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Scotland at the Smithsonian

Americans tend to have a very positive impression of Scotland. Many Americans - including a majority of our presidents and "Founding Fathers" - have claimed some Scottish or Scots-Irish ancestry. Most of the foundation stones of our political system - including our Constitution - owe a significant debt to the Scottish Enlightenment. And since the 17th century, Scottish engineers, inventors, educators, scientists, naturalists, artists, and craftspeople have helped shape and guide America's industry, education, and cultural and social life. In recent years, huge numbers of Americans flocked to films depicting Scotland's stunning Highland glens, mist-enshrouded islands, stately castles, and passionate patriotism. And the kilts, bagpipes, shortbread, and heather - it's not that they don't exist, it's just that the real Scotland is even more varied and interesting than the stereotypes.

Contemporary Scotland is a sophisticated, modern nation; its 5.1 million people in 2003 are among the best educated and most widely traveled in the world. The majority of Scots live in urban areas along the Central Belt, a swath of land that runs from the ancient capital city of Edinburgh on Scotland's east coast to post- industrial Glasgow on the west coast. The Central Belt is only 40 miles wide, but the cultural gulf between Glasgow and Edinburgh and their respective coasts is as noticeable as any between New York and Los Angeles. In fact, the regional diversity of Scotland - a country slightly larger than Connecticut, but smaller than Hawai'i - is difficult for Americans to fathom. Scots are deeply proud of their home region: be it the beautiful hills of the Borders Region, the broad, fertile farmland of Aberdeenshire, industrial mill towns like Dundee or Galashiels, the spectacular Highland glens of Wester Ross, the stark but stunning Shetland Islands, or the medieval cityscape of Edinburgh's Royal Mile. Each of Scotland's many regions has its own distinct look and unique history, dialect, folklore, and cultural traditions, and the Festival set out to celebrate this diversity on the National Mall.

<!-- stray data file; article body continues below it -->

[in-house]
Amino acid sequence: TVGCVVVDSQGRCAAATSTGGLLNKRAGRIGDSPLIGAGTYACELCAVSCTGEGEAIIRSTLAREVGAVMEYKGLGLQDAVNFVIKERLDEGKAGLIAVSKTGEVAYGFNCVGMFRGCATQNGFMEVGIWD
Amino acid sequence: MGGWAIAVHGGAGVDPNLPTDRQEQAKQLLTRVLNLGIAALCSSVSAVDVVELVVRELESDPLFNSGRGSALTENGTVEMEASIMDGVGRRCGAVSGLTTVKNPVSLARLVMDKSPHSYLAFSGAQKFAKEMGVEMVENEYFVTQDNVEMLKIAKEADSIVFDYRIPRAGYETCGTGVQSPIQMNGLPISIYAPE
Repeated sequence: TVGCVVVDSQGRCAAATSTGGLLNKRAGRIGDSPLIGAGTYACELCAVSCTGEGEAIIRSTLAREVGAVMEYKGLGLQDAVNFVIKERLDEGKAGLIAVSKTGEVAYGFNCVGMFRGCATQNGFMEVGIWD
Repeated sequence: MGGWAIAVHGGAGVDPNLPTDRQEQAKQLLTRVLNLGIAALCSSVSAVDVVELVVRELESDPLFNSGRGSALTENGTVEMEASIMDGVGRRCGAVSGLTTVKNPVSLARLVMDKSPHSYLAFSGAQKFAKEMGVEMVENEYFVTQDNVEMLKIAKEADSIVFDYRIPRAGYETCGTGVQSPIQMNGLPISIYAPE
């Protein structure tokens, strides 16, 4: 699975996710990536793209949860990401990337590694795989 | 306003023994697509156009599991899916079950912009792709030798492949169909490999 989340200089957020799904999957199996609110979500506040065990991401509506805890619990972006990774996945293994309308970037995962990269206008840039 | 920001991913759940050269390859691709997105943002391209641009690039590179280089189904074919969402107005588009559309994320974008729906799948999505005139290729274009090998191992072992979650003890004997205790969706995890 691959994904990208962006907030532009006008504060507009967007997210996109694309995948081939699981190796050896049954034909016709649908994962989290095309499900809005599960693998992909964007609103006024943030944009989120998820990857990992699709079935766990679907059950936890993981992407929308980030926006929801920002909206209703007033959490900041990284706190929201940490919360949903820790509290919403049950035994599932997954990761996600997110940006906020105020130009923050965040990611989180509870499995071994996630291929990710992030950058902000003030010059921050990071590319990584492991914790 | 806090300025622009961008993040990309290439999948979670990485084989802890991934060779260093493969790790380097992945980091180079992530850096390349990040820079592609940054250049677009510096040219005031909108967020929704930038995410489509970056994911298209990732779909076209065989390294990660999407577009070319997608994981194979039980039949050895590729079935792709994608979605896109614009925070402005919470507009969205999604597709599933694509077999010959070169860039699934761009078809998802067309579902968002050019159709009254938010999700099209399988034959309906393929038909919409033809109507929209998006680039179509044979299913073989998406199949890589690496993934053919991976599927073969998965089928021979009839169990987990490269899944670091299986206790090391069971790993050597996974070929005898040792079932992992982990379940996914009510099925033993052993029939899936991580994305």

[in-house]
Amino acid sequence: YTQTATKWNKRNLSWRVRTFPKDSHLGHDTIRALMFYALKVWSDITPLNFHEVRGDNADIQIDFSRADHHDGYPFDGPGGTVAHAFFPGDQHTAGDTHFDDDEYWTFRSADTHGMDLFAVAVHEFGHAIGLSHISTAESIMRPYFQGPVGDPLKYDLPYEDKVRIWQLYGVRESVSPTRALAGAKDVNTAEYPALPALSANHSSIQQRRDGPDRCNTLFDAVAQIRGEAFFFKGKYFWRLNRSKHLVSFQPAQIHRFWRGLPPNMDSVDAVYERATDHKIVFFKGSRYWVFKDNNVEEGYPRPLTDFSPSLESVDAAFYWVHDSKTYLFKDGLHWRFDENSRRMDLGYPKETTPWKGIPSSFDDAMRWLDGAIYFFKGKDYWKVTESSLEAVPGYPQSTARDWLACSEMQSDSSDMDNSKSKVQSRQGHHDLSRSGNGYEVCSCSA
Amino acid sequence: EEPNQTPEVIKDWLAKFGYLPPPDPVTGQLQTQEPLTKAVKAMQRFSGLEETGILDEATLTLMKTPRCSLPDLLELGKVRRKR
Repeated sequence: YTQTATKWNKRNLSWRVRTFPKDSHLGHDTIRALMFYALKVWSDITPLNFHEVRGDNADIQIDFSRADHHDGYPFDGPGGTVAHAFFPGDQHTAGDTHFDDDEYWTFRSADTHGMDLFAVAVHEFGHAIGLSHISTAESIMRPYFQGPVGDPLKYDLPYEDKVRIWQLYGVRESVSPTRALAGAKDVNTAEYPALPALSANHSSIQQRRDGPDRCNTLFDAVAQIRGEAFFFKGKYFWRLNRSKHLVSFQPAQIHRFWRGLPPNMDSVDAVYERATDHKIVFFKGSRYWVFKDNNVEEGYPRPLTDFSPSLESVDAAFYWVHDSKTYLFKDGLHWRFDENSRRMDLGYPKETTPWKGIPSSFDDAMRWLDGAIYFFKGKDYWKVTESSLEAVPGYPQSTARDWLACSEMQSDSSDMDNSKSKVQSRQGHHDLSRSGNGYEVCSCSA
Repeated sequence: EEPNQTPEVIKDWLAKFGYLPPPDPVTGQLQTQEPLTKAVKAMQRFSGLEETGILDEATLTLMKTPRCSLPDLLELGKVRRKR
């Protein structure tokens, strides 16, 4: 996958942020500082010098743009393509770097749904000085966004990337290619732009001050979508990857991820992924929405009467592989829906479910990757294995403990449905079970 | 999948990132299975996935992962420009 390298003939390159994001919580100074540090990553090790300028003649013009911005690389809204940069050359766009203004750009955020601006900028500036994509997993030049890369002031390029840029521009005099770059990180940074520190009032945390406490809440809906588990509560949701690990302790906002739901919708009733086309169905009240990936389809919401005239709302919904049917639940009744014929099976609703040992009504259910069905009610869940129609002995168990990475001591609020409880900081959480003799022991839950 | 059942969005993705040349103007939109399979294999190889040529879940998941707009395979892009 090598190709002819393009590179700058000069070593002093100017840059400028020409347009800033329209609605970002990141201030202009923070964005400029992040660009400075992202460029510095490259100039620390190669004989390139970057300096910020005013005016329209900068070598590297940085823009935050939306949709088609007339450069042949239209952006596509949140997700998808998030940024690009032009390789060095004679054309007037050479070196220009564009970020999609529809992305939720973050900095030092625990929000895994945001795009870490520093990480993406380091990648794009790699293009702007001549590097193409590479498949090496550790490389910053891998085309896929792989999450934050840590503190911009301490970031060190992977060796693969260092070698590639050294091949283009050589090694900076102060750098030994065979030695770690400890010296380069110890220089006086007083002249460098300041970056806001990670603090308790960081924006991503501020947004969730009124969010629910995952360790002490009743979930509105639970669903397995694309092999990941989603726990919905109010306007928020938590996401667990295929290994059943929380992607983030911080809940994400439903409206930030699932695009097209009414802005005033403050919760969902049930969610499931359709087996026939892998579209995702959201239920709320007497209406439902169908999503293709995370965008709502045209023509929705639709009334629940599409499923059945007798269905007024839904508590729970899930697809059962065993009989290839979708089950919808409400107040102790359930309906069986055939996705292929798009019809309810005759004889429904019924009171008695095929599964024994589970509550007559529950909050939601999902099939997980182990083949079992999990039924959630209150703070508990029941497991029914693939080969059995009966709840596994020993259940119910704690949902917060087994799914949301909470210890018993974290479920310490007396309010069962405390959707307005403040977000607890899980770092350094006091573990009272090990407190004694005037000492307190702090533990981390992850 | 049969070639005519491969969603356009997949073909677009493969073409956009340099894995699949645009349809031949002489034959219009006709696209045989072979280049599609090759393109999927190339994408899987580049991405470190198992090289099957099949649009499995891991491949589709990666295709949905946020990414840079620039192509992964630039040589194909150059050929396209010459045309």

In addition to a broad program of Scottish music, dance, and folk theater, visitors could enjoy demonstrations of tartan weaving and designing; Harris Tweed weaving; silversmithing; Shetland basket weaving; Orkney chair- making; kiltmaking; whisky-distilling and the related skills of malting, cooperage, and coppersmithing; Fair Isle boat-building; heraldry; genealogy and genealogical research; golf club and curling stone making; knitting traditions from Shetland, Fair Isle, and Sanquhar; tapestry weaving; sporranmaking; stonemasonry; gilding and restoration crafts; harp- and bagpipe-making - and, most importantly, they could have the opportunity to interact directly with their practitioners.

The 2003 Festival offered visitors the chance to listen to some of the many voices of contemporary Scotland. Being Scots, there was little danger that they would agree with one another, but all the participants invited - outstanding artists in music, song, narrative, and craft - play an integral part in sustaining and shaping the culture of contemporary Scotland. They generously shared their knowledge, talents, and skills with Festival visitors.

Nancy Groce was Curator and Stephen Kidd was Program Coordinator; Stephanie Smith was Dance Advisor.

The program was produced in partnership with the Scottish Executive, with the collaboration of the Scottish Arts Council, and a donation from VisitScotland. The Leadership Committee was chaired by the Rt. Hon. Jack McConnell, MSP. Major contributions were provided by William Grant & Sons, and Highlands & Island Enterprise. Support was provided by the Shetland Islands Council, Shetland Enterprise, and the Shetland Arts Trust. Additional cooperative efforts came from the University of Aberdeen, the University of Edinburgh, Lochcarron Mills, the Gaelic Arts Agency, the Gaelic Promotional Trust, the General Register Office for Scotland, Historic Scotland, the National Archives of Scotland, and the National Trust for Scotland. Major in-kind support was provided by Landscapes Unlimited and Hurdzan and Fry.

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